The double Olympic gold medallist shares her top tips for older runners
Kelly Holmes has recently been offering her training tips to ScottishPower employee Michelle Nicol (pictured above), who is participating in Cancer Research UK’s SHINE night-time marathon on September 26.
The 2004 800m and 1500m Olympic champion also took the time to share with AW her top tips for runners who are looking to continue logging the miles as they get older.
“The main thing to consider when running as you get older is recovery,” says Holmes.
“Many people assume they have to increase the amount they do to make up for maybe being slightly slower but I would disagree.
“Increasing the amount of running you do could increase the risk of injury, for example inflamed Achilles or sore lower back and hips, especially if you don’t take into consideration what ‘rest’ actually means.”
Kelly Holmes’ top training tips
» Be more aware of the footwear you use. Ensure you have gait analysis done at a running or sports shop. This are becoming increasing popular now.
» Include specific rest days into your training plan, ideally the day before or two days after a very hard running session.
» The day after a hard session should possibly be a recovery run, so nice and easy, more like a warm up or cool down pace.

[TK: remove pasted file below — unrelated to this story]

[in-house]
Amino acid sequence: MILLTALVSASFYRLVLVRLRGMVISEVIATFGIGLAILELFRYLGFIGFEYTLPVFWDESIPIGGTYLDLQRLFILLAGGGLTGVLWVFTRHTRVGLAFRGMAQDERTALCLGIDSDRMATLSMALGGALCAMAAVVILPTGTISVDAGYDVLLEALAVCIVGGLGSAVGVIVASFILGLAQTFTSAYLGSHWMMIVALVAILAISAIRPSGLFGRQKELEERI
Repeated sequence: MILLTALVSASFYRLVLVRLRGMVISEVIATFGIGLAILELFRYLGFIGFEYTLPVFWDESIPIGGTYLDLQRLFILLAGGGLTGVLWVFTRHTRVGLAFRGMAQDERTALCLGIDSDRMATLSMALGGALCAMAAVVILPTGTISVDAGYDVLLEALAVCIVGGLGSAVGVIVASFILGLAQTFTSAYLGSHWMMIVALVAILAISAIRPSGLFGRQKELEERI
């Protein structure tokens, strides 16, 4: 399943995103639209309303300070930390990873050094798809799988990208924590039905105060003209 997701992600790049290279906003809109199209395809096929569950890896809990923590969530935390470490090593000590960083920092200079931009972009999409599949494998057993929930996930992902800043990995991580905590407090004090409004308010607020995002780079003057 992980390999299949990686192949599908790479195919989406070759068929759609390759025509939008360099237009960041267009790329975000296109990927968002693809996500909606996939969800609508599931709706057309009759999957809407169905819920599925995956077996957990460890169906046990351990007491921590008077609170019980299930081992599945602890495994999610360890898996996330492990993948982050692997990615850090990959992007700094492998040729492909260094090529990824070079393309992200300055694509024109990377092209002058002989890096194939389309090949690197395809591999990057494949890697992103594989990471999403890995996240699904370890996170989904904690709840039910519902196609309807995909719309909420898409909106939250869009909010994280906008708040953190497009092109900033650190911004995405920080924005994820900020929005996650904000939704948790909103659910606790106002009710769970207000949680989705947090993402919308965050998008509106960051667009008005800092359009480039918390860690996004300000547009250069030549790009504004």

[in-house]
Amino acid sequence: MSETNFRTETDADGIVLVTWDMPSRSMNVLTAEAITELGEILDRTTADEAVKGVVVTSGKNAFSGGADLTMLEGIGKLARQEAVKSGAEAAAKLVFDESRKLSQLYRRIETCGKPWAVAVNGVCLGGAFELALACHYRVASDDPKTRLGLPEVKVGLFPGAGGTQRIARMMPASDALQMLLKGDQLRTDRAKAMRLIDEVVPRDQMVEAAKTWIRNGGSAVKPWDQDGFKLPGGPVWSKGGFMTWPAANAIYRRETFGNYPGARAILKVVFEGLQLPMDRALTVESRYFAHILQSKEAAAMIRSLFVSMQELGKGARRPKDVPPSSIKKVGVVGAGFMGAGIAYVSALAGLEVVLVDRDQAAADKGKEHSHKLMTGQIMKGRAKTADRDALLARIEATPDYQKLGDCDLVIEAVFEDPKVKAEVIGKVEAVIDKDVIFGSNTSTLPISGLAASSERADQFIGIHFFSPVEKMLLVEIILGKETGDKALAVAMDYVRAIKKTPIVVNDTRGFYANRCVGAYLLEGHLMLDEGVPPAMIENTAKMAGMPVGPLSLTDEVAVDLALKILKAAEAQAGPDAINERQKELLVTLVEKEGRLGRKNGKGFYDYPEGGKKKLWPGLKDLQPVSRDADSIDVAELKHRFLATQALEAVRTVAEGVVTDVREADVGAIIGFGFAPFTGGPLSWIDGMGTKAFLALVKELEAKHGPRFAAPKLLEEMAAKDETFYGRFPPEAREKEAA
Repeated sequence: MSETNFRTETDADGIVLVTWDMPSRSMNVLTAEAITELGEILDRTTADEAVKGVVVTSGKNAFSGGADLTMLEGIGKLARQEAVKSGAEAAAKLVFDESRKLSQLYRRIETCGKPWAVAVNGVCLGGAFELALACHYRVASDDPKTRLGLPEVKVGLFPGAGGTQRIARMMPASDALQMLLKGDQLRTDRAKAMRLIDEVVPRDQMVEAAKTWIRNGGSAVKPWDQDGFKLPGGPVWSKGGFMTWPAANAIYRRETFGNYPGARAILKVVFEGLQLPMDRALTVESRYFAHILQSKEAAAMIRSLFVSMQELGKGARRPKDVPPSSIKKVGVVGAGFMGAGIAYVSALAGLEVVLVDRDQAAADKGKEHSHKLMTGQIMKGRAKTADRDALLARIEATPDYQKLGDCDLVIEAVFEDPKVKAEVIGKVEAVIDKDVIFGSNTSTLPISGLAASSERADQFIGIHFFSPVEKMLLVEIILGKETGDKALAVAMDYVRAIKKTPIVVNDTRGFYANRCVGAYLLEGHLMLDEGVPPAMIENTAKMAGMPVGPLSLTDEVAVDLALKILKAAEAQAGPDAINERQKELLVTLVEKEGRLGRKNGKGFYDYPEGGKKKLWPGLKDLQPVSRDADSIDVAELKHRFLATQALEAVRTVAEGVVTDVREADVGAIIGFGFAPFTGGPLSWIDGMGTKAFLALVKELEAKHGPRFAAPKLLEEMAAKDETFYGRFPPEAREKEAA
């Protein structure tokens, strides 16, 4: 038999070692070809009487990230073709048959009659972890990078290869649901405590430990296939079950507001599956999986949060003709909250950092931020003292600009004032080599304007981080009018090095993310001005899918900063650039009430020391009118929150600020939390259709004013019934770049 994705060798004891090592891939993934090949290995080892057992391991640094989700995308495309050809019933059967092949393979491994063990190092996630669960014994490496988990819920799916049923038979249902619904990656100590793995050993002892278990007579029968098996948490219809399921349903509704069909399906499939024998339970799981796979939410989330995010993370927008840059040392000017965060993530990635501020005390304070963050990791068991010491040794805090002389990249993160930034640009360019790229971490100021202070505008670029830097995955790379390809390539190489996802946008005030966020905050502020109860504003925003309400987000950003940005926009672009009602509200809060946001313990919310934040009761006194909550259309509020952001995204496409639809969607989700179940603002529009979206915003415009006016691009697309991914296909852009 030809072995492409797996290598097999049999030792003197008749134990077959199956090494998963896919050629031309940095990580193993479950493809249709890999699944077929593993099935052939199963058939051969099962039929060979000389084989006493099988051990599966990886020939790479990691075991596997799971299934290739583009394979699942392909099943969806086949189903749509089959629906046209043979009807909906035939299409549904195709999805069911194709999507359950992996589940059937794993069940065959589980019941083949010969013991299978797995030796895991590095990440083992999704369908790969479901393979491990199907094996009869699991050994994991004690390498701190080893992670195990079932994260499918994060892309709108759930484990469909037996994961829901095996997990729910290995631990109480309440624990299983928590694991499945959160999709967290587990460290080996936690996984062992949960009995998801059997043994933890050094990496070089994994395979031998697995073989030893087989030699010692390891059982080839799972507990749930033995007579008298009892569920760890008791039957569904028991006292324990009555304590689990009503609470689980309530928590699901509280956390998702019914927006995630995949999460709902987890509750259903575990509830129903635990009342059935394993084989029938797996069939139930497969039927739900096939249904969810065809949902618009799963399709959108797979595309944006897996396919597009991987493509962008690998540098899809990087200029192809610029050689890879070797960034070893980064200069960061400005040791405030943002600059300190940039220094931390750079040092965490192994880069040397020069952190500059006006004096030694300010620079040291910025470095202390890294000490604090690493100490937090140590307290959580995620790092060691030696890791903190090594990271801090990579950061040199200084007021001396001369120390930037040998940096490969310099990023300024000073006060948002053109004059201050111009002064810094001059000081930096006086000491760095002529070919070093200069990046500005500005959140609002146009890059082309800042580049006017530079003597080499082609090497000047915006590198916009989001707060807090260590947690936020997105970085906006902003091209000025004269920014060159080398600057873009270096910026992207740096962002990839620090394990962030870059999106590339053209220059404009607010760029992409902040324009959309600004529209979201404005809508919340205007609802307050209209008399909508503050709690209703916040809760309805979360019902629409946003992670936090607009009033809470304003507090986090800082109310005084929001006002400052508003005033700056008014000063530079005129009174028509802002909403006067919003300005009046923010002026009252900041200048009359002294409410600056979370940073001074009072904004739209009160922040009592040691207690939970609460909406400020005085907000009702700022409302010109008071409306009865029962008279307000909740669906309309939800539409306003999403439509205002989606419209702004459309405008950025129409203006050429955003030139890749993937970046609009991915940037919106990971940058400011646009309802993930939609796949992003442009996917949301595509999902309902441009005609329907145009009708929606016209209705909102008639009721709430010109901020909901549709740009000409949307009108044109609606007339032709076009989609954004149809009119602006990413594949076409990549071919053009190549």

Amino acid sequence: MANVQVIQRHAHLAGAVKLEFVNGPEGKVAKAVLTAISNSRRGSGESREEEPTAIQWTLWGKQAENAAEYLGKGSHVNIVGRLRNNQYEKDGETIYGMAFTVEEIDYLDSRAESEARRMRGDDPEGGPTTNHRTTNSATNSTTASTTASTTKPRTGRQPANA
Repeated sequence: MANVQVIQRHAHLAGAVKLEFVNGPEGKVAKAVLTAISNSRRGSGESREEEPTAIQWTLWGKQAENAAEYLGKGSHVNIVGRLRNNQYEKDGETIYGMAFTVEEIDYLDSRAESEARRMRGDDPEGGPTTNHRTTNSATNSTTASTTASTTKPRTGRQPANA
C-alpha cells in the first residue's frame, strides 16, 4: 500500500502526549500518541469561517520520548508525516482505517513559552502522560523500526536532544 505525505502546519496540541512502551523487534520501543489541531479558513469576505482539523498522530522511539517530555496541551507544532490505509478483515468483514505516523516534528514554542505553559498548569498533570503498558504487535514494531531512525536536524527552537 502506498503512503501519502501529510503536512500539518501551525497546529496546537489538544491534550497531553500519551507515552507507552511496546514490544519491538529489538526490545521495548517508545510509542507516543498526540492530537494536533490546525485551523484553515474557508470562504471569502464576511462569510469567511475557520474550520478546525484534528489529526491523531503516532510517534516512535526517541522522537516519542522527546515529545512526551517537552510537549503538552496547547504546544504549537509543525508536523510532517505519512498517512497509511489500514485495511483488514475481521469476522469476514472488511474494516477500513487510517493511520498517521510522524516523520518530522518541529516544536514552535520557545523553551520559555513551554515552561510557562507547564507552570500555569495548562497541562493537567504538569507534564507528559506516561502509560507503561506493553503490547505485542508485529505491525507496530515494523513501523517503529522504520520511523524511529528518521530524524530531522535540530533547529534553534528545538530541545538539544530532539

» Also increase the stretching you do but concentrate more on tight areas, not those that are already flexible.
» Prepare your recovery drinks and food in advance. It’s important that you take on fluid during and after your training and not just water.
Protein is really important after as well so either a protein powder drink or, if you can stomach it, a prepared chicken or cheese sandwich, or similar.
» Try and supplement your training with a wider range of activities to minimise the impact of roads or the treadmill.
The best way to keep yourself fit without running is either on a cross trainer, stepper or water running. Each of these allows you to maintain endurance and max out your cardiovascular system without putting too much stress on your legs as there is little or no impact.
You should simulate a session that you would have done outside using similar timings for exertion and recovery but on your equipment. My suggestion though would be to either lengthen the reps, shorten the recovery or both.
» Interested in finding out more about Cancer Research UK’s SHINE night-time walking marathon? Check out cancerresearchuk.org. Entry closes on September 20